Using Active Recovery to Optimize Training Results

Using Active Recovery to Optimize Training Results

One of the things I love most about being an owner of LuaVìve, is that on the one hand we constantly push our community to set new goals, work hard to accomplish these goals and move onto the next goal.  On the other hand, we stress the importance of keeping your body healthy.  For most of us, we put a lot of effort into the first part of the equation but fail at the second part.  While we think by continuing to train, we will push through the plateau, we actually may be inhibiting our progress.  Using the underutilized tool of Active Recovery can simultaneously help your body recover and improve your training capacity. There are two types of Active Recovery.  Active Recovery during training and Active Recovery on those pesky rest days.

Active Recovery During Training

Active Recovery during training is the theory that during your "rest" breaks between sets, you should in fact not be resting.  I know this may come as a shock to some of your, especially our beloved CrossFitters, but it may not be the best formula to workout really hard then flop on the ground until you feel ready to go again.  As when it comes time to get back to work, your muscles may not be fully prepared for the wear and tear you are about to give them.  Plus gradually decreasing your heart rate is proven to be the healthier option.  This is where active recovery comes in.

There is a large community that believes you can make your workouts more productive and increase your strength and stamina while decreasing joint pain and stiffness.  This can be achieved through enabling active recovery/rest periods.  Therefore, instead of sitting or lying between sets (or supersets), you are either: (1) stretching, (2) engaging in light aerobic exercise, or (3) hydrating.

Light Aerobic Exercise – There are countless pitfalls when there is an excess buildup of lactic acid in the body.  However, new studies have shown that lactic acid in the blood stream can be lowered by the presence of oxygen, suggesting aerobic exercise can assist with building muscle.  The studies proved that light aerobic activity, such as easy stationary cycling, can increase performance when used between squats.  One athlete increased his rep range by 5 reps per set by simply riding on a stationary bike for 30 seconds.  If you don't have a bike, consider doing some knee touches or some other low intensity activity.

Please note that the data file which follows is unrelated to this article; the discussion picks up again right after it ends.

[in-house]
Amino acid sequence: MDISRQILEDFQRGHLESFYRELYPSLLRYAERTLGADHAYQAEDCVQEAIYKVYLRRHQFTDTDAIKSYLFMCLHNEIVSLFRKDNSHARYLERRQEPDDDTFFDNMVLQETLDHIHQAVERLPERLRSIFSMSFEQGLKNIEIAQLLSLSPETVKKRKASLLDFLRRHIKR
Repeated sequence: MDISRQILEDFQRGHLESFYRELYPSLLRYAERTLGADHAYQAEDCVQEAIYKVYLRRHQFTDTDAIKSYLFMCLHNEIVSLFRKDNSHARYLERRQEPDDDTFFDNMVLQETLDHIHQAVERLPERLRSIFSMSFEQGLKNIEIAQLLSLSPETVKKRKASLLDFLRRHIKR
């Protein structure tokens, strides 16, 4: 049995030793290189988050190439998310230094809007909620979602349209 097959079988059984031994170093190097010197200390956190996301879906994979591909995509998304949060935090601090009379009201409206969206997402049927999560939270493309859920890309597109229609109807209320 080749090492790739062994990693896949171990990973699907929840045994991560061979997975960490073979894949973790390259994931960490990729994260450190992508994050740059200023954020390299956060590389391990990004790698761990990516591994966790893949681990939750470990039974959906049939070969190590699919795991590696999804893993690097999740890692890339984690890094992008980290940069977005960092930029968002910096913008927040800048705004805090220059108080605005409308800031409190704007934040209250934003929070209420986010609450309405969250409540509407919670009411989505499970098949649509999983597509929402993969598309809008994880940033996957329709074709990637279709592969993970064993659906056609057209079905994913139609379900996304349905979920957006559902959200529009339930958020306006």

Stretching – Simply by stretching between strength training, an athlete can get in 10-20 minutes of stretching, without any additional time.  Make sure you are stretching the muscles you are targeting.  This will help the muscles recover.  Therefore is you are doing bench press, right after stretch your chest.  A stretched muscle can be 10-20% stronger than a tight muscle and it will help decrease soreness the next day.  Obviously, there are downsides of over stretching tight muscles.  No one is saying to overstretch but getting a 30 second interval stretch is good for the body!

Hydrating – Most studies recommend drinking 1/2 to 1 cup of water per 15-20 minutes of exercise.  Many people forget to consume additional water during their workouts.  So as to not forget, every rest break, take a chug of water so that your body is hydrated and able to recover more quickly.

Active Recovery Rest Days

After beating your body up all week, it deserves a proper rest day.  Some of us however, are not equipped to take a full rest day, therefore consider replacing a rest day with an Active Recovery day.

Active Recovery days are aimed at engaging in activities that can maximize your body's ability to repair.  Thus, on Active Recovery days, one should still workout, but at a low intensity that is just high enough to get the blood moving.  Working out at a low intensity will increase blood flow and help your body rid the enzymes that are causing muscle damage.  As stated above, Active Recovery helps clear out lactic acid which minimizes soreness and allows you to get back to training faster.

Active Recovery should be something you enjoy doing, therefore pick a new form of exercise, swimming, cycling, rock climbing, jogging, hiking, etc.  It matters less the type of activity you are engaging in and more that you are keeping the activity at 60-70% your effort.  You should be able to easily talk while doing this activity.  Practice breathing techniques during your activity so as to also help relax the mind.  Then once you are done, engaging in a little stretching and enjoy some nice cold ReFuel to continue the recovery throughout the rest of your day.